“To write, Miller always required an air of the literary, and Crazy Cock supplies the blueprint.” The New York Times Book Review
978-0-8021-3293-2 • $13.00 • Paperback • Sep. 1992
In 1930 Henry Miller moved from New York to Paris, leaving behind—at least temporarily—his tempestuous marriage to June Smith and a novel that he had fully expected to be his masterpiece. Begun in 1927, and originally titled Lovely Lesbians, Crazy Cock sprang from his anguish over June’s love affair with a mysterious woman called Jean Kronski. Purging himself of this pain through the writing of Crazy Cock helped Miller to discover his true voice a few years later in Tropic of Cancer.
Rediscovered in 1988 by Miller biographer Mary V. Dearborn, Crazy Cock is the tale of Tony Bring, as Miller calls himself in the book, a writer bewildered by his independent wife, Hildred, and the sordid world of Greenwich Village in the 1920s. His bourgeois upbringing and inclinations are shaken when Hildred announces that her dear friend Vanya, a woman taken with the arts and men’s clothes, is coming to live with them. As Tony learns the truth—that Hildred and Vanya are indeed lovers—the tale descends into their sexual souls. In a world swirling with violence, sex, and passion, the three struggle with their desires, inching ever nearer to insanity, each unable to break away from this dangerous and consuming love triangle.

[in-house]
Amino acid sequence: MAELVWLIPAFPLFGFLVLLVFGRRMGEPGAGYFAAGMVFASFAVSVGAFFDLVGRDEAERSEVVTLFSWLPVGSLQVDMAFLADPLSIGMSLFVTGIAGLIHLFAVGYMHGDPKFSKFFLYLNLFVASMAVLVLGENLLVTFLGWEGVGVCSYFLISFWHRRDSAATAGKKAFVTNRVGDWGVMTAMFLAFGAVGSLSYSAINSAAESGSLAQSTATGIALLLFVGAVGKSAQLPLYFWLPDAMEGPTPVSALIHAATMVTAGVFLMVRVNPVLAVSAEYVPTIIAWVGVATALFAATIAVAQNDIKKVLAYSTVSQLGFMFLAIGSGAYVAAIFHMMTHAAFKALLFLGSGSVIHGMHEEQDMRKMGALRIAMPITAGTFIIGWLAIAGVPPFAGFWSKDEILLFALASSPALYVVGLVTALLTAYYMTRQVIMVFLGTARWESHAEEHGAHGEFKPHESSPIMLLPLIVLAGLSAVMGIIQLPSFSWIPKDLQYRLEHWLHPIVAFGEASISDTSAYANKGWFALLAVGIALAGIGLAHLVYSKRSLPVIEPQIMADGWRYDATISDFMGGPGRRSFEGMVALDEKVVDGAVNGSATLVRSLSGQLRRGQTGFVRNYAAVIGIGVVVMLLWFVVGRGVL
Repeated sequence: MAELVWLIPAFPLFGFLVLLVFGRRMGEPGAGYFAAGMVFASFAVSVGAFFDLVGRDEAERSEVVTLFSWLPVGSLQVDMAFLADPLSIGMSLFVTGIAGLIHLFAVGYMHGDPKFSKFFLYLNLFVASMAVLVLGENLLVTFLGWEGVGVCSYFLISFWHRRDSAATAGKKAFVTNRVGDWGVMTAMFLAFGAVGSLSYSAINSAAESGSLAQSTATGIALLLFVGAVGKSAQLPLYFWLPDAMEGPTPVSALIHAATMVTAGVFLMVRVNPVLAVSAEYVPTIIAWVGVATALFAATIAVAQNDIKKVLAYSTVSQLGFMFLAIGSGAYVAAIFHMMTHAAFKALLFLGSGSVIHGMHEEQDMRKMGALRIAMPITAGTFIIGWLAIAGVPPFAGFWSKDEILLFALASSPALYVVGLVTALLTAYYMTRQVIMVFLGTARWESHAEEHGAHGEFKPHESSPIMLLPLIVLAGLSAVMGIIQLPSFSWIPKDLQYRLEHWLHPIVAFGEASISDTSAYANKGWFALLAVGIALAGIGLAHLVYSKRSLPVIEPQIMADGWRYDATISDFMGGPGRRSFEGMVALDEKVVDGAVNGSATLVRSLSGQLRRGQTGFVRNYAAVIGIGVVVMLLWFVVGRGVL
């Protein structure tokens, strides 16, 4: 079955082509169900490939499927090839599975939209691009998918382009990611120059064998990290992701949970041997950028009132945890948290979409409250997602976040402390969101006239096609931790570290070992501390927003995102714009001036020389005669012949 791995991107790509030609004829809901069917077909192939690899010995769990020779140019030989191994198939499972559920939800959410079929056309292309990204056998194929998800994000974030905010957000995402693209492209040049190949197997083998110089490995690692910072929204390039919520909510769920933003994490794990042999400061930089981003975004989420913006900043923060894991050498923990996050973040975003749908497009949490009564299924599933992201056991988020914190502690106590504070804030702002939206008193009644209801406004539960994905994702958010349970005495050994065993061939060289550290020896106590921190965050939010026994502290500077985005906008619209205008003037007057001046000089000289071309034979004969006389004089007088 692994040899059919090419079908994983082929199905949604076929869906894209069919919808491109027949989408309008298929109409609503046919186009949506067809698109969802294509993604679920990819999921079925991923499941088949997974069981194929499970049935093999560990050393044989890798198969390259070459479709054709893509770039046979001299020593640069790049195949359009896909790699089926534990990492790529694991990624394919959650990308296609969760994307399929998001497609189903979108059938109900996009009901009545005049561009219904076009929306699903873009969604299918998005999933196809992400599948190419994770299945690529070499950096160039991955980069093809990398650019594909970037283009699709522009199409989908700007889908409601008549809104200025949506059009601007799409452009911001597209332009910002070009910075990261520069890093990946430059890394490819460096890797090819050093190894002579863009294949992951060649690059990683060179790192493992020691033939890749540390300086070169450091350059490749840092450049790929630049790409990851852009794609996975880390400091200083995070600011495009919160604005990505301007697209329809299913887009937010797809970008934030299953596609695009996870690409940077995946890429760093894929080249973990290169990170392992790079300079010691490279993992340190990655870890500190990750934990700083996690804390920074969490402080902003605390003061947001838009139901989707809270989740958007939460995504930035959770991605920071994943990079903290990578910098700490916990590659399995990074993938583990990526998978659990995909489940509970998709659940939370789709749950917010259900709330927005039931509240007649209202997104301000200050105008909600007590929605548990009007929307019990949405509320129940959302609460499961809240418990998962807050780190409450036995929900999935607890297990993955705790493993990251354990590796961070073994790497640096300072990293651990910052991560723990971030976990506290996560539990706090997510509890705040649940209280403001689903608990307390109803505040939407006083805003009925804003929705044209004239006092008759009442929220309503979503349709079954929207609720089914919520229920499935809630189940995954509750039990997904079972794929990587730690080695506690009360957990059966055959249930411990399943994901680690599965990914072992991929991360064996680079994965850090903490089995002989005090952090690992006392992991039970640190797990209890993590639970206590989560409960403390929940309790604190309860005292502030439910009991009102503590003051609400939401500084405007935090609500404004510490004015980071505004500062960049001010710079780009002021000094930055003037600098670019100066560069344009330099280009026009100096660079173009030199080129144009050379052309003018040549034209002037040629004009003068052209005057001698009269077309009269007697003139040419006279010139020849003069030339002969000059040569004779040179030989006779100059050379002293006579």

Crazy Cock is both a historical and a literary addition to the canon of Henry Miller, one of the world’s most original and deeply human novelists.